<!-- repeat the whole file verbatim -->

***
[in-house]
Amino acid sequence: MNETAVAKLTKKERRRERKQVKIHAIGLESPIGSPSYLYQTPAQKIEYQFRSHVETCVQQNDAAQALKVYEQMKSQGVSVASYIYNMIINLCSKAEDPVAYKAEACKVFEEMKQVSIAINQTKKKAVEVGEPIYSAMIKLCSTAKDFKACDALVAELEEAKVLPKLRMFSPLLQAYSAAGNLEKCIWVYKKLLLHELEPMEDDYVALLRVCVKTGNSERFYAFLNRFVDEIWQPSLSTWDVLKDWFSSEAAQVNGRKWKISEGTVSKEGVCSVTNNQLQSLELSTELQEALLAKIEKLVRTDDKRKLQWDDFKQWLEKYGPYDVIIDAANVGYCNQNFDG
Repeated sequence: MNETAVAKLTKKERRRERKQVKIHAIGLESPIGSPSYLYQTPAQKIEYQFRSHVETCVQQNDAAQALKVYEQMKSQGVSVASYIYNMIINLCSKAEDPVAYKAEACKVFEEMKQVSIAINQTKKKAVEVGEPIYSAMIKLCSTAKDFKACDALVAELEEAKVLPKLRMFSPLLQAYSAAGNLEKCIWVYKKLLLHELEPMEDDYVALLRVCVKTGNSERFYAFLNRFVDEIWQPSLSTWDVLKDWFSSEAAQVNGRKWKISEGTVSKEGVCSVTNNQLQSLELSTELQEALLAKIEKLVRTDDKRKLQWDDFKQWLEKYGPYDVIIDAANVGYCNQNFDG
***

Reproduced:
[in-house]
Amino acid sequence: MNETAVAKLTKKERRRERKQVKIHAIGLESPIGSPSYLYQTPAQKIEYQFRSHVETCVQQNDAAQALKVYEQMKSQGVSVASYIYNMIINLCSKAEDPVAYKAEACKVFEEMKQVSIAINQTKKKAVEVGEPIYSAMIKLCSTAKDFKACDALVAELEEAKVLPKLRMFSPLLQAYSAAGNLEKCIWVYKKLLLHELEPMEDDYVALLRVCVKTGNSERFYAFLNRFVDEIWQPSLSTWDVLKDWFSSEAAQVNGRKWKISEGTVSKEGVCSVTNNQLQSLELSTELQEALLAKIEKLVRTDDKRKLQWDDFKQWLEKYGPYDVIIDAANVGYCNQNFDG
Repeated sequence: MNETAVAKLTKKERRRERKQVKIHAIGLESPIGSPSYLYQTPAQKIEYQFRSHVETCVQQNDAAQALKVYEQMKSQGVSVASYIYNMIINLCSKAEDPVAYKAEACKVFEEMKQVSIAINQTKKKAVEVGEPIYSAMIKLCSTAKDFKACDALVAELEEAKVLPKLRMFSPLLQAYSAAGNLEKCIWVYKKLLLHELEPMEDDYVALLRVCVKTGNSERFYAFLNRFVDEIWQPSLSTWDVLKDWFSSEAAQVNGRKWKISEGTVSKEGVCSVTNNQLQSLELSTELQEALLAKIEKLVRTDDKRKLQWDDFKQWLEKYGPYDVIIDAANVGYCNQNFDG